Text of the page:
Innovation of the Era!
Mid to Late 1900s

Dressed to Impress or Burn?

This is an example of what a typical colonist during the early 1700's would have worn. As you can see, this outfit gave the colonists little protection when they were trying to fight a fire and the outfit's billowy sleeves could easily catch on fire themselves. The tricorne hat did little to protect the colonists' heads from falling debris or from their hair catching on fire. Jacobus Turk, caretaker for New York City's first fire engines, is credited with developing the first leather fireman's helmet, circa 1740. This helmet protected the firemen's head from injury and also shed water from the back of his neck better than other hats of the day. Fire helmets were also handy in an emergency situation for smashing glass.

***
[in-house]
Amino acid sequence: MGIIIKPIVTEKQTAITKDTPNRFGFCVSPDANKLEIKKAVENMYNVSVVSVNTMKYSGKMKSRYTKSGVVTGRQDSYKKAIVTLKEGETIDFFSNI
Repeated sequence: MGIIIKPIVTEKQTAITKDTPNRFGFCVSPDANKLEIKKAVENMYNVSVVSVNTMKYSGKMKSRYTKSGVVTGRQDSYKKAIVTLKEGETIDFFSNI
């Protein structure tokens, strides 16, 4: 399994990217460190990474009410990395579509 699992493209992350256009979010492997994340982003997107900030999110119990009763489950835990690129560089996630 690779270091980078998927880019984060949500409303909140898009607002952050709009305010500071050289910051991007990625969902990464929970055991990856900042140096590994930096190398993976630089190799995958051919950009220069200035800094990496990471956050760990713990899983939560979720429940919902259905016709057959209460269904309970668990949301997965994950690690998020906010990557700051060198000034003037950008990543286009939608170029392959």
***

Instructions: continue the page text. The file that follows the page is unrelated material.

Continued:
Pictured are reproduction colonial garments. Since all of the colonists assisted in fighting fires, this would have been their firefighting "uniform." It provided little protection from water or heat.
This helmet, circa 1799, was one of the first styles of leather fire helmets available to firemen. Fire Chiefs traditionally wore white helmets and the rank-and-file firefighters wore black helmets: a tradition that is carried on in many fire departments to this day.